With remote working blurring the lines between work and home life and a global pandemic causing ongoing stress in many areas of people’s lives, it’s no wonder that burnout is on the rise.

In fact, a recent report from Indeed found that 52% of all workers are feeling burned out, and more than two-thirds (67%) believe the feeling has worsened over the course of the pandemic.[1]

But what exactly is burnout? And how can you recognise the onset of burnout in yourself and others, to prevent it from happening?
 
What is burnout and what causes it?
Burnout is a state of physical and emotional exhaustion which occurs when you experience long-term stress. Rather than being something that occurs immediately, it’s a condition which develops over a long period of time when you feel under pressure, overwhelmed and unable to meet the demands of your life.

Burnout is usually caused by a demanding job, but it can be triggered by anything that puts strain on you for a significant period. This could be having a poor work life balance, placing too many expectations on yourself, or feeling like you have a lack of control due to juggling too many responsibilities.

Whatever the cause, burnout has a negative impact on your physical and mental health, so it’s important to look out for the tell-tale signs.
 
Most common signs of burnout

The typical burnout symptoms can be characterised into physical, emotional, and behavioural. Here are the main indications that you or someone close to you may be at risk of burnout:

Physical – exhaustion and feeling constantly drained, difficulty sleeping, headaches and muscle pains, weight loss and change in appetite.
Emotional – lacking motivation, sense of failure and self-doubt, constantly feeling negative and helpless, loss of interest and enjoyment in activities.
Behavioural – feeling irritable, withdrawing from others, substance abuse, procrastination, cancelling plans and skipping work.
 
How to prevent burnout

Luckily, there are some things you can do to help manage ongoing stress and reduce the risk of burning out.

People and Culture Director at Ingeus, Juliet Mortiss, offers her insight: “It’s really important to take active steps to ensure a good work-life balance, for example, we have introduced the ‘Daily dose of sunlight initiative’, where we encourage employees to get out and go for a 30-minute walk in their lunch break.”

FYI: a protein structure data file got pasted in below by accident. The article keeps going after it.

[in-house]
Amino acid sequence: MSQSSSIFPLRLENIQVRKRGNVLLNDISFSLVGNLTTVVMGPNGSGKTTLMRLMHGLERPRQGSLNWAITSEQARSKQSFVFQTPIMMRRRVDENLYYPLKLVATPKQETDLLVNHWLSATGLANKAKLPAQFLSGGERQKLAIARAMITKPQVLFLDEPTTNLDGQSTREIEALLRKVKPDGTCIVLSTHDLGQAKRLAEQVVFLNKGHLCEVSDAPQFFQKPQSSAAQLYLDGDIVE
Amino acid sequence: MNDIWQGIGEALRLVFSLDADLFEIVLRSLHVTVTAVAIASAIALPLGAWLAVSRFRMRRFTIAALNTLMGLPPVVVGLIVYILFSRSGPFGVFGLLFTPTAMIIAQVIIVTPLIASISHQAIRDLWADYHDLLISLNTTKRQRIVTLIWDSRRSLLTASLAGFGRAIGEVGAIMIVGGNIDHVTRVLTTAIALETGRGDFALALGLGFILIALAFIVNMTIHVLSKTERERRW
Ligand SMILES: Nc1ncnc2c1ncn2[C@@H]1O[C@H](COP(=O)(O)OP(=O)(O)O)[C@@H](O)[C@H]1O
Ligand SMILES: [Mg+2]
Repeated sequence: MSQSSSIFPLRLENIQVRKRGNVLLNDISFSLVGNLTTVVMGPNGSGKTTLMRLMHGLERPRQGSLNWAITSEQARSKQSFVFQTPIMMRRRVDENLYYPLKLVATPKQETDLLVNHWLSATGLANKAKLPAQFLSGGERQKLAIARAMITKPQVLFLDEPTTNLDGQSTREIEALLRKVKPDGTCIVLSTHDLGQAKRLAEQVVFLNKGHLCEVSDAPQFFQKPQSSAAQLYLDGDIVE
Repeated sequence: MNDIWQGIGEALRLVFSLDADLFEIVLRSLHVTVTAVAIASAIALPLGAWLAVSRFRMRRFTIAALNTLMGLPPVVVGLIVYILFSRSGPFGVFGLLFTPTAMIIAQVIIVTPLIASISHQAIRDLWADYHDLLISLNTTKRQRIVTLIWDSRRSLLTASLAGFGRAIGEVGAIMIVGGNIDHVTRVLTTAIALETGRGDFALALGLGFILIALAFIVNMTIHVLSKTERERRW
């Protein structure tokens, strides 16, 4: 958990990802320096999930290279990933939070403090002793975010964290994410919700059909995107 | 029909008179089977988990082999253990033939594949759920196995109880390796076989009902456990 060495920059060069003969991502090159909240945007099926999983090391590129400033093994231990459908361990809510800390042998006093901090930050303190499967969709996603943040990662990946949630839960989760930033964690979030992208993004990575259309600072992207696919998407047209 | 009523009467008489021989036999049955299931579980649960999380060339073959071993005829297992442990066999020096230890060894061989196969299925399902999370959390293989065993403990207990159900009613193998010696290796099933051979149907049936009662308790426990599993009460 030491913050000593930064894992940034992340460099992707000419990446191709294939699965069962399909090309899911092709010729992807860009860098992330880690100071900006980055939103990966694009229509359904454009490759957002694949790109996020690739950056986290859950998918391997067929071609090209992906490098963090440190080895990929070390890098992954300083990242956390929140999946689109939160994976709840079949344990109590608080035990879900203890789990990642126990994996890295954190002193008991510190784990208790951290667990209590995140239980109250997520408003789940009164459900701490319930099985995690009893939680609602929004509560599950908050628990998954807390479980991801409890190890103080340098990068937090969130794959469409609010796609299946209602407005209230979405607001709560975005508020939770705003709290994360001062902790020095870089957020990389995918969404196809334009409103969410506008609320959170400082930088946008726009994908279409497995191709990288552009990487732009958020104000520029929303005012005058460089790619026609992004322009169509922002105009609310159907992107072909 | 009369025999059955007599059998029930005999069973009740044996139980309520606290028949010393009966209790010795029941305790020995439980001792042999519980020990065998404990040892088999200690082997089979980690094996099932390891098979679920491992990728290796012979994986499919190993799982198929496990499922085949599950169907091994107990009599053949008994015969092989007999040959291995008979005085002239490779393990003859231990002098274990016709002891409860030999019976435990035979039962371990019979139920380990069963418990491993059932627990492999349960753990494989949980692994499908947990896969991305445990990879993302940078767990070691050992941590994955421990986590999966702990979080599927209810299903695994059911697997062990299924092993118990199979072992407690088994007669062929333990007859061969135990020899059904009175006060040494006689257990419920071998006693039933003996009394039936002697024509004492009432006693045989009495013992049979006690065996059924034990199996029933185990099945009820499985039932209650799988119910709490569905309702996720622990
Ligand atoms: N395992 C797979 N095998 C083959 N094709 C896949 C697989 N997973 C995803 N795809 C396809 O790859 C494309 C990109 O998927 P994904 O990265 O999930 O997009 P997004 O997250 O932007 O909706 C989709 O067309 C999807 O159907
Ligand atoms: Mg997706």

As the winter sets in and the nights get darker, it’s important to ensure that you’re taking breaks, getting away from your desk and topping up your Vitamin D.

Exercise is great tool for relieving stress and anxiety as it releases endorphins, a chemical which triggers a positive feeling in your body. Find what works for you – whether that’s going for a walk, hitting the gym or practicing some gentle yoga.

Juliet continues: “We also have 40 wellbeing champions across the business who support and help people manage their wellbeing. We know that if you’re struggling, speaking to someone can make the world of difference and sometimes it’s easier to open up to someone unbiased and separate from your life, rather than a close friend or family member.

Other things you can do to reduce burnout is ensure you’re getting enough sleep, eat a well-balance diet and practice breathing techniques such as meditation. By doing these things, you’re giving your body the tools to look after itself, manage stress and prevent the onset of burnout symptoms.”
 
How to help struggling friends, family or colleagues

Is someone close to you displaying one or more of the tell-tale burnout signs? Although it’s not possible to ‘fix’ someone who could be struggling with burnout, here are a few ways to make sure that you are being supportive:

Ask how you can help: People struggle and recover from burnout in different ways, but rather than assuming you know what they need or trying to find a solution to them feeling better, asking how you can provide support may be more beneficial.

Offer a listening ear: Make sure you regularly check in on them and be there to listen if they need to offload. If someone is burnt out, they may struggle to get out of bed or leave the house, why not offer to go on a walk with them? This is a casual, non-pressurised setting where they may feel more comfortable to open up.

Exercise kind gestures: Sending something as simple as a text to say that you’re thinking of someone can be really comforting. People suffering from burnout often feel lonely and can have low-self-esteem, so letting them know that they’re valued and loved can go a long way.

Be patient: Burnout can make someone irritable, cynical and unreliable. Although it may be frustrating, try your best to be as patient and compassionate as possible.